Battery range up to 247 miles
carwow price from £272.96* / month (£39,645)
Read our review

Most wanted EV of the month

July Tesla Model Y

Electric • 347 BHP

Automatic • Rear-Wheel Drive

RRP £44,990 - £59,990

Avg. carwow saving £0 off RRP

carwow price from

Monthly £586
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Cheapest Electric Vehicles

1. Citroen Ami

Quirky little electric car for the city
Battery range up to 47 miles
carwow price from £166.13* / month (£7,695)

2. Dacia Spring

Super-cheap electric city car
Battery range up to miles
carwow price from £233.67* / month (£14,995)

3. Renault Zoe

An electric car that's perfect for the city
Battery range up to 130 miles
carwow price from £0* / month (£18,444)

Best EV for long distances

You may have heard of range anxiety - the fear of being stranded in an electric car if its battery power runs out. Pick one of these electric vehicles with a long range to allay those fears.

Polestar 2

Battery range up to 406 miles
carwow price from £495* / month (£44,950)

Tesla-rivalling electric hatchback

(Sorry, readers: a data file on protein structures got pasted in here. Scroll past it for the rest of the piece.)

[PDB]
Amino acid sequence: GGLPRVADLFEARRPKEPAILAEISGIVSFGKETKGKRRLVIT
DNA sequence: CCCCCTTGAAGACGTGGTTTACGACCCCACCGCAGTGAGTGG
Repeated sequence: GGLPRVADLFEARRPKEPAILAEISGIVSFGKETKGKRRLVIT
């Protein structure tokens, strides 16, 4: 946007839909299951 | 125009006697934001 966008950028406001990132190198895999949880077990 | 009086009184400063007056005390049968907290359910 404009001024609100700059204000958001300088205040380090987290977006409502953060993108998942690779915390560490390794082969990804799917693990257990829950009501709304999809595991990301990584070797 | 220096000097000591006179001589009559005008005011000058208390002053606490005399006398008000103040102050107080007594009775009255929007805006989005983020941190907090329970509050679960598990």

Electric car FAQs

There are lots of people who are open to the idea of an electric car as their next car, but many still have unanswered questions about what making that transition will actually mean for them on a day-to-day basis. Where and when do I charge it? Will it be safe? Will running an electric car actually work out any cheaper in the long run? Will it actually be any better for the environment?

Read on for answers to all those questions and more, to see whether electric motoring really is for you.

The amount of time that it takes to charge your electric car varies based on car’s battery capacity and the power of the charging point, but figuring it out should be pretty simple a pretty simple calculation. For example, if your car has a 70kW (kilowatt) battery and is plugged into a 7kWh (kilowatt/hour) charger then it will take ten hours to charge from empty to full. For more details read our blog: How long does it take to charge an electric car

How much it costs to charge an electric car depends on the type of electric car you drive, the batteries it has and where you buy the electricity from.
You can charge your car at home, at a public charging point or at fast-charging points at motorway service stations and each entail slightly different costs. Generally, charging at home is the cheapest but you will probably need to install a charging point.

For more details read our blog: How much does it cost to charge an electric car

How far an electric car can go on a single charge varies depending on the car you drive, how you drive it and the conditions in which you drive it – much like a petrol or diesel car, in fact. You can use our electric car battery range calculator to compare different options and find the right car to match your mileage needs.